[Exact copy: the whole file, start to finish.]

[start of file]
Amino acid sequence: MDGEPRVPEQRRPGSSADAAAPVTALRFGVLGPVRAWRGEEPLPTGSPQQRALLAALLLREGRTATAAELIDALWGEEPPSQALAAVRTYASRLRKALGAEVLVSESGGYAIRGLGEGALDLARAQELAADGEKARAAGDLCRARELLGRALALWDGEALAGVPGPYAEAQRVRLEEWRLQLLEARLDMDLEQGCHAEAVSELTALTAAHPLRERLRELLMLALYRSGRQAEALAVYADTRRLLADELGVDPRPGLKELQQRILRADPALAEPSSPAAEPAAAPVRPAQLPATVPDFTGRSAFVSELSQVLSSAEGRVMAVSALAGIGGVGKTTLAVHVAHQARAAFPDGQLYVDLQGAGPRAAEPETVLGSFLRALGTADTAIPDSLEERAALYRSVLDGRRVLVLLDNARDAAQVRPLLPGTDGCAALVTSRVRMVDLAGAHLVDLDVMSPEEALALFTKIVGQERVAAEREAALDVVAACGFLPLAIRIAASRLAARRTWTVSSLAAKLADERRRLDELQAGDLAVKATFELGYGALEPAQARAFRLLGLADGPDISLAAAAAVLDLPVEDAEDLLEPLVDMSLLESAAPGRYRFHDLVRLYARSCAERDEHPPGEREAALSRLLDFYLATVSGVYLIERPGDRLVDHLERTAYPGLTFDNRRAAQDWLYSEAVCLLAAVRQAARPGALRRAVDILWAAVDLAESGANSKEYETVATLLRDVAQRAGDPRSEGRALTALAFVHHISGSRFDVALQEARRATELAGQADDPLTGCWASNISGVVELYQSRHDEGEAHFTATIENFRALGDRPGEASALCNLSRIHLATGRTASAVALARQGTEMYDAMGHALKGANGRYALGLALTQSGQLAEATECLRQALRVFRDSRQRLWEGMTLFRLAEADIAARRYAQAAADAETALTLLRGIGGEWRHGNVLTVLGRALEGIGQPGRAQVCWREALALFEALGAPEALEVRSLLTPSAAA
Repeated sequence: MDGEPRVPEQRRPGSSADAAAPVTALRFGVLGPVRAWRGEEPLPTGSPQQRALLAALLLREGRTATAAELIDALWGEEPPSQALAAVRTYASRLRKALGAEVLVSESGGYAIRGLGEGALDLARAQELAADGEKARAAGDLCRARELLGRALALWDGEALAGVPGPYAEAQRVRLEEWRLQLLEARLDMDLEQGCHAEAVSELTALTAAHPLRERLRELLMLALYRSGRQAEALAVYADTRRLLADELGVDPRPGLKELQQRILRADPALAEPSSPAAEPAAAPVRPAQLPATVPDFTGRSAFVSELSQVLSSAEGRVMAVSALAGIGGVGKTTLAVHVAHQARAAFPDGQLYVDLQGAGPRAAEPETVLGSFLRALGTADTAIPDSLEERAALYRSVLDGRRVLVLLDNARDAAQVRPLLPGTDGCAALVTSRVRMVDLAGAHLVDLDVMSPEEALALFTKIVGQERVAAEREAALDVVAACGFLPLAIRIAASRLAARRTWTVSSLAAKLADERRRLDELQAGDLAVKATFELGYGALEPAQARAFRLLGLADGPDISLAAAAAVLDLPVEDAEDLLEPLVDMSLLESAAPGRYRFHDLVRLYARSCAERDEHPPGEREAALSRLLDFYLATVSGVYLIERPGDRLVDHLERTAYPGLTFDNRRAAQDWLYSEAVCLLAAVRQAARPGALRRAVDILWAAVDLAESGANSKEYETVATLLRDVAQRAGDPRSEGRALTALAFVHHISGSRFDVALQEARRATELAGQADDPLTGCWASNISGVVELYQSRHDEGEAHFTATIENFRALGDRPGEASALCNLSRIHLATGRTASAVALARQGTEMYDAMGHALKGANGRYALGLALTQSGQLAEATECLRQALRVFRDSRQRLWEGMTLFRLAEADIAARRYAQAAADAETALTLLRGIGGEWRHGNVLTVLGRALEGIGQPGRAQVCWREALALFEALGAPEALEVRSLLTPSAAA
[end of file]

Amino acid sequence: MDGEPRVPEQRRPGSSADAAAPVTALRFGVLGPVRAWRGEEPLPTGSPQQRALLAALLLREGRTATAAELIDALWGEEPPSQALAAVRTYASRLRKALGAEVLVSESGGYAIRGLGEGALDLARAQELAADGEKARAAGDLCRARELLGRALALWDGEALAGVPGPYAEAQRVRLEEWRLQLLEARLDMDLEQGCHAEAVSELTALTAAHPLRERLRELLMLALYRSGRQAEALAVYADTRRLLADELGVDPRPGLKELQQRILRADPALAEPSSPAAEPAAAPVRPAQLPATVPDFTGRSAFVSELSQVLSSAEGRVMAVSALAGIGGVGKTTLAVHVAHQARAAFPDGQLYVDLQGAGPRAAEPETVLGSFLRALGTADTAIPDSLEERAALYRSVLDGRRVLVLLDNARDAAQVRPLLPGTDGCAALVTSRVRMVDLAGAHLVDLDVMSPEEALALFTKIVGQERVAAEREAALDVVAACGFLPLAIRIAASRLAARRTWTVSSLAAKLADERRRLDELQAGDLAVKATFELGYGALEPAQARAFRLLGLADGPDISLAAAAAVLDLPVEDAEDLLEPLVDMSLLESAAPGRYRFHDLVRLYARSCAERDEHPPGEREAALSRLLDFYLATVSGVYLIERPGDRLVDHLERTAYPGLTFDNRRAAQDWLYSEAVCLLAAVRQAARPGALRRAVDILWAAVDLAESGANSKEYETVATLLRDVAQRAGDPRSEGRALTALAFVHHISGSRFDVALQEARRATELAGQADDPLTGCWASNISGVVELYQSRHDEGEAHFTATIENFRALGDRPGEASALCNLSRIHLATGRTASAVALARQGTEMYDAMGHALKGANGRYALGLALTQSGQLAEATECLRQALRVFRDSRQRLWEGMTLFRLAEADIAARRYAQAAADAETALTLLRGIGGEWRHGNVLTVLGRALEGIGQPGRAQVCWREALALFEALGAPEALEVRSLLTPSAAA
Repeated sequence: MDGEPRVPEQRRPGSSADAAAPVTALRFGVLGPVRAWRGEEPLPTGSPQQRALLAALLLREGRTATAAELIDALWGEEPPSQALAAVRTYASRLRKALGAEVLVSESGGYAIRGLGEGALDLARAQELAADGEKARAAGDLCRARELLGRALALWDGEALAGVPGPYAEAQRVRLEEWRLQLLEARLDMDLEQGCHAEAVSELTALTAAHPLRERLRELLMLALYRSGRQAEALAVYADTRRLLADELGVDPRPGLKELQQRILRADPALAEPSSPAAEPAAAPVRPAQLPATVPDFTGRSAFVSELSQVLSSAEGRVMAVSALAGIGGVGKTTLAVHVAHQARAAFPDGQLYVDLQGAGPRAAEPETVLGSFLRALGTADTAIPDSLEERAALYRSVLDGRRVLVLLDNARDAAQVRPLLPGTDGCAALVTSRVRMVDLAGAHLVDLDVMSPEEALALFTKIVGQERVAAEREAALDVVAACGFLPLAIRIAASRLAARRTWTVSSLAAKLADERRRLDELQAGDLAVKATFELGYGALEPAQARAFRLLGLADGPDISLAAAAAVLDLPVEDAEDLLEPLVDMSLLESAAPGRYRFHDLVRLYARSCAERDEHPPGEREAALSRLLDFYLATVSGVYLIERPGDRLVDHLERTAYPGLTFDNRRAAQDWLYSEAVCLLAAVRQAARPGALRRAVDILWAAVDLAESGANSKEYETVATLLRDVAQRAGDPRSEGRALTALAFVHHISGSRFDVALQEARRATELAGQADDPLTGCWASNISGVVELYQSRHDEGEAHFTATIENFRALGDRPGEASALCNLSRIHLATGRTASAVALARQGTEMYDAMGHALKGANGRYALGLALTQSGQLAEATECLRQALRVFRDSRQRLWEGMTLFRLAEADIAARRYAQAAADAETALTLLRGIGGEWRHGNVLTVLGRALEGIGQPGRAQVCWREALALFEALGAPEALEVRSLLTPSAAA